|January 16th, 2022
Unfortunately, she took looking both ways to be about pointing her head, not about actually looking. She would wiggle her head as fast as possible, trying to maximize how many times she could look left and right, much faster than she could actually tell what she was seeing. (Lily: "when I first started learning how to cross streets I would turn my head like a maniac.") This was not useful practice, and after trying and failing to show her how to look I decided to wait until she was older. After a while I stopped bringing up the idea, she stopped bringing it up, and this was on hold for a couple years.
This summer, when Lily was seven and Anna was five, we tried again. This time it went much better: they would both actually look for cars, and would see them when they were coming. Pretty quickly we got to where we would do this with most streets: I would ask whether they wanted to practice, and they would cross on their own with me checking that they were doing it right. On streets with parked cars, I taught them to slow down and look again after they got to the "car line". This is the point about 6 feet from the curb where sightlines are no longer blocked by parked cars.
Over the next few weeks with lots of walks together they were both, but especially Lily, reliably doing it right. I started giving them permission when they had gone ahead of me, to where I could see them and tell whether they were looking properly, but couldn't see everything they could see. By September (7y5m) Lily was almost ready to do it on her own, and in October she was ready for a set of small streets near our house. We used walkie-talkies, and she would check in with us over the radio before crossing and after to let me know it went ok. Lily could walk places herself, and could bring Anna if they both wanted that.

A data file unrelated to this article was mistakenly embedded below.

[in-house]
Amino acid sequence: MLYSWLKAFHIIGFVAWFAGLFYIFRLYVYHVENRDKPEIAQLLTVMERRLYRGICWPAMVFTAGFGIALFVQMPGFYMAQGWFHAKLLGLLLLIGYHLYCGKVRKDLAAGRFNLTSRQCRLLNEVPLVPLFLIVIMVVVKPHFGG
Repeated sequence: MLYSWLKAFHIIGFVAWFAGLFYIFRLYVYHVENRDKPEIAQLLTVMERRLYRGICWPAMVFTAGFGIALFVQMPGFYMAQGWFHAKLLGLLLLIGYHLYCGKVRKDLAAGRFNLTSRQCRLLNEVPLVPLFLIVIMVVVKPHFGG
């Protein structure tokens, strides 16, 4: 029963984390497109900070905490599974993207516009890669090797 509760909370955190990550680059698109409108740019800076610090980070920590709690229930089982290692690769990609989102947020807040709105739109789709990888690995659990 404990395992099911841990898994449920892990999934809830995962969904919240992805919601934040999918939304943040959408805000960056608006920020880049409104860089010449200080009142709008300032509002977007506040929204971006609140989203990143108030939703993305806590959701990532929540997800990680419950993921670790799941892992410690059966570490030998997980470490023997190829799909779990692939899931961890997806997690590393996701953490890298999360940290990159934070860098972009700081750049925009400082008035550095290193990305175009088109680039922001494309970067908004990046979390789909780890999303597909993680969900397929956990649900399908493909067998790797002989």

The biggest street they wanted to cross but couldn't was a busy one between our house and the closest playground. I was expecting it was going to be a year or two yet, but then in November the city put in several serious "speed humps". Traffic slowed down dramatically, enough that I thought Lily could do it. I did the same thing as before, watching her many times to check her work, but by the end of the month she had demonstrated she could do it safely.
(Anna overheard me dictating this post, and asked whether we could do more practice so that she could get to crossing streets on her own. Looking forward to running through this a second time!)
I asked Lily what she saw as the main benefit of being able to cross streets, and she said "I'm able to go to friends houses without having a grown-up available." I asked if she had anything she wanted to tell parents or other kids, and she said "it's tricky at first but over time you get better at it and you get more responsibility."
In many ways, this was the same process we used in teaching them to stop at the curb: slowly increase responsibility while continuing to verify they're doing it safely. It does require concentrated parental time and attention, and slows down walks, but now they can go and visit friends entirely on their own which frees up parental time later. I think the payback period is under a year if you think of it that way, but that's not counting the benefit of them having more freedom in how and where they spend their time.